“Since news of the arrest spread, we’ve seen an uptick in calls from immigrants asking if it’s safe for them to show up for court, to pay a ticket or to testify as victims and witnesses,” Stephanie Teatro, co-executive director of TIRRC, said in an email. “The Metro Council must pass (legislation) to restore trust in our court system and to provide much needed clarity to metro employees who will increasingly be asked to be part of immigration enforcement.
“Until we take action, we can expect ICE agents to use public places and employees to profile and harass community members as they carry out mass deportations.”
An ICE official said deportation officers take safety into account when making an arrest and that courthouses can be an ideal location to do so.
“It s important to note that many of the arrest targets ICE has sought out at or near courthouses are foreign nationals who have prior criminal convictions in the U.S.,” an ICE statement reads.
“Because courthouse visitors are typically screened upon entry to search for weapons and other contraband, the safety risks for the arresting officers and for the arrestee inside such a facility are substantially diminished.”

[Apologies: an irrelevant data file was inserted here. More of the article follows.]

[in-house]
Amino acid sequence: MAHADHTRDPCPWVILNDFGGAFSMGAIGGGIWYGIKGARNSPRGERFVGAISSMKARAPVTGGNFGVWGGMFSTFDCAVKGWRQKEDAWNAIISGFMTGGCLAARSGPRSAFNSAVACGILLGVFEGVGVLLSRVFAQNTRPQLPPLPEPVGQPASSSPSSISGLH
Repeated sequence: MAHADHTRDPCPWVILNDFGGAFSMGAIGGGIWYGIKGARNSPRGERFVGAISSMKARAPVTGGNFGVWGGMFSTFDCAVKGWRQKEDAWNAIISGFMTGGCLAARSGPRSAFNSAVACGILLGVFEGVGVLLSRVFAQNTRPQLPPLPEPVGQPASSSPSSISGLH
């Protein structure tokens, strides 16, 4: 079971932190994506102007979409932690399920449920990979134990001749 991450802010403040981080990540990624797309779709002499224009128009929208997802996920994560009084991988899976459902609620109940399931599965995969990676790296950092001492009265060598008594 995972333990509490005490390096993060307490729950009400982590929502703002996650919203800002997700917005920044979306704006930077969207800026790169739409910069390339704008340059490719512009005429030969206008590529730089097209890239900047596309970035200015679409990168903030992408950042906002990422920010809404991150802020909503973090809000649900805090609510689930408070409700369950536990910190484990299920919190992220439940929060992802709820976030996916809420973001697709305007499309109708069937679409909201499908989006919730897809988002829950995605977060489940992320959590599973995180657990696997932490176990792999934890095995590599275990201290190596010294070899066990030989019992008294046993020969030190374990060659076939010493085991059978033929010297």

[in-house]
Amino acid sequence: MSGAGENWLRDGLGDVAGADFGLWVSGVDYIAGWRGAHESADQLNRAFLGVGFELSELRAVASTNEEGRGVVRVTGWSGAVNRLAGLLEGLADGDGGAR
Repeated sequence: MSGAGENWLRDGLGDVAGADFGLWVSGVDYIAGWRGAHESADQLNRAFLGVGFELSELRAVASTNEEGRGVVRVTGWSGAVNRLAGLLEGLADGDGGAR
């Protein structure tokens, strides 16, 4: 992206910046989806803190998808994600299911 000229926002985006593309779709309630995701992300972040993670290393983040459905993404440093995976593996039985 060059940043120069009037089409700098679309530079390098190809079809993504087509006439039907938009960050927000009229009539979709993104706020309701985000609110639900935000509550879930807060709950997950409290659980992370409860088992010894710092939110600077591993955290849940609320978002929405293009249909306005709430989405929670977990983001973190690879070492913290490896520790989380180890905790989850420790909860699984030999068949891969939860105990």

Nashville Mayor Megan Barry, who has said the city will not engage in enforcement activities, has not addressed the logistics of how that will occur and did not comment specifically on ICE’s presence at a Nashville courthouse.
“After speaking with Judge Jones, we understand that policies and procedures will be put into place that protect the integrity of the judicial process within the General Sessions courts so that the processing of civil immigration warrants does not impede Nashville s criminal justice system,” Barry spokesman Sean Braisted said in an email. “Mayor Barry supports that decision.”
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- ^ U.S. Immigration and Customs Enforcement (www.ice.gov)
- ^ Immigration arrest at Nashville courthouse latest in national trend (www.tennessean.com)
- ^ Immigration agents make arrests in Memphis one family’s story (www.tennessean.com)
- ^ Trump administration’s crackdown on immigration (www.tennessean.com)
- ^ ICE arrests of those who entered the nation illegally were up 38 percent (www.tennessean.com)
- ^ twice the number in the same period last year under former President Barack Obama. (www.tennessean.com)
- ^ How traffic stops lead to deportation for some Nashville immigrants (www.tennessean.com)
- ^ Muslim advocates blast ICE for ‘targeting’ Nashville Kurdish community (www.tennessean.com)
- ^ presence of deportation agents could prevent immigrants from coming to court (www.tennessean.com)
- ^ sanctuary city-like policies (www.tennessean.com)
- ^ Tennessee Immigrant and Refugee Rights Coalition (www.tnimmigrant.org)
- ^ 1 in every 10 Nashvillians (www.nashville.gov)
- ^ 33,000 residents (www.tnimmigrant.org)
- ^ Nashville immigrants live in fear, make plans for deportation (www.tennessean.com)
- ^ Bill outlawing sanctuary cities in Tennessee delayed to 2018 (www.tennessean.com)
- ^ Why Nashville is not a sanctuary city and what that means (www.tennessean.com)